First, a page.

I started publishing poems when I was thirteen, but it wasn’t until I was 40 that my first book of poems was published. I had gone to graduate school when my children were in high school, and one of my graduate school professors said to me, It”s in this poem about your father that you find the story you have to tell. He gave me courage, made me feel that someone might be interested in reading poems by a working-class woman who did not speak English when she went to school, poems by a wife, a mother, a daughter, a granddaughter, an Italian American so my poems became more rooted in place,memory, and narrative. This was 1980; my first book publication coincided with my starting the Poetry Center at Passaic County Community College in Paterson, NJ in 1980. I also was and still am the editor of the Paterson Literary Review. As my own work began to gain critical attention, my own self-confidence grew and I was willing to take bigger and bigger risks in my writing. There’s something about shutting the crow up that is very freeing. At this point, I believe that what I’m doing in my work is what I need to be doing; and I want my students to believe in themselves and their work in the same way. Prior to my 40th birthday, I was teaching as adjunct in various colleges and trying to be supermom. The more I went out into the world, the more I read my poetry in public, the more students I taught, a big change came over me. Somewhere along the way I stopped being that introverted, bookish, shy little girl I had always been, and I discovered that I could make things happen both in my work and in creating programs. Everything we do ends up feeding our courage.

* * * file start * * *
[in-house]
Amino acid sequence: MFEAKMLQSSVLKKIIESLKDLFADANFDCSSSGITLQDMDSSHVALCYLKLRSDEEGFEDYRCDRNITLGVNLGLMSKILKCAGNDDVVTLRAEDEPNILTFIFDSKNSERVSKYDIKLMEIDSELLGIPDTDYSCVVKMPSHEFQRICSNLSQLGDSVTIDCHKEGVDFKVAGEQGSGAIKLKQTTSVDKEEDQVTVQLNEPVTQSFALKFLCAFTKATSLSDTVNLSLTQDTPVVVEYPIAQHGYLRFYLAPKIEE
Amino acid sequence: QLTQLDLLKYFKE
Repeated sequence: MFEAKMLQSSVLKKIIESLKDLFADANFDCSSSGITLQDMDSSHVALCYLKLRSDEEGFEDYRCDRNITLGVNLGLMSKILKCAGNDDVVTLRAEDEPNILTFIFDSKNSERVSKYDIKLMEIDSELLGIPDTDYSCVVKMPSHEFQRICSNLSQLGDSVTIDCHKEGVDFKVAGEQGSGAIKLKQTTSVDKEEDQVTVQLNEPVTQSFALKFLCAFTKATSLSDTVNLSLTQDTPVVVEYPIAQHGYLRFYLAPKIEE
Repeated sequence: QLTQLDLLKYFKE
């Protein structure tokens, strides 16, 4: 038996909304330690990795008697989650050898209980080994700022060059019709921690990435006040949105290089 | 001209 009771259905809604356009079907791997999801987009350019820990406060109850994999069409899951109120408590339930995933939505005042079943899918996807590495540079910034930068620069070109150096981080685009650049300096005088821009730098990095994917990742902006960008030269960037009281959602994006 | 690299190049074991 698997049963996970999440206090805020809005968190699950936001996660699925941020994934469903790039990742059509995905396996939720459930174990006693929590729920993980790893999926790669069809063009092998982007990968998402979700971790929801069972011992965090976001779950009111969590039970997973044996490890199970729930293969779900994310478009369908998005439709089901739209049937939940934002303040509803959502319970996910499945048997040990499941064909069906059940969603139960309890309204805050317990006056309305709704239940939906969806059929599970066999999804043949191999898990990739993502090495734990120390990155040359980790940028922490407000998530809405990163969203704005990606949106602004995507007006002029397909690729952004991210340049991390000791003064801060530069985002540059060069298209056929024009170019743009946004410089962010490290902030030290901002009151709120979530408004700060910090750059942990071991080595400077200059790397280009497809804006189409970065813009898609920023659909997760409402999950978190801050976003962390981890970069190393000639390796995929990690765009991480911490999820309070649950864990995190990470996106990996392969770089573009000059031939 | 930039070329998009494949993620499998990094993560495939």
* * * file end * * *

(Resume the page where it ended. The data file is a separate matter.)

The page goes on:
Speaking of risks, allow me to risk a characterization of your new book of poems The Place I Call Home. I have read a number of your books, and yet this book seemed different to my sense. While still being rooted in your life, these poems seemed more expansive in their scope, their claims. Would you agree?

Yes, I do agree. My grief over my husband’s long illness and subsequent death, led me to a wider examination of grief to include my grief for the way we have managed to destroy so much of the natural world and even the world of human connection. My book The Silence in the Empty House (NYQ books) deals with these issues even more specifically. I have another book called Ancestor’s Song (Bordighera, CUNY) which ties together many of the themes of my earlier books with the new direction that my work is taking. What I advise my students to do is to let go. I do believe that a force wiser than we are guides our writing. It’s fun to be exploring new territory even after all these years, and I’m happy to find that my production of work has not slowed down; if anything, I feel more prolific than ever.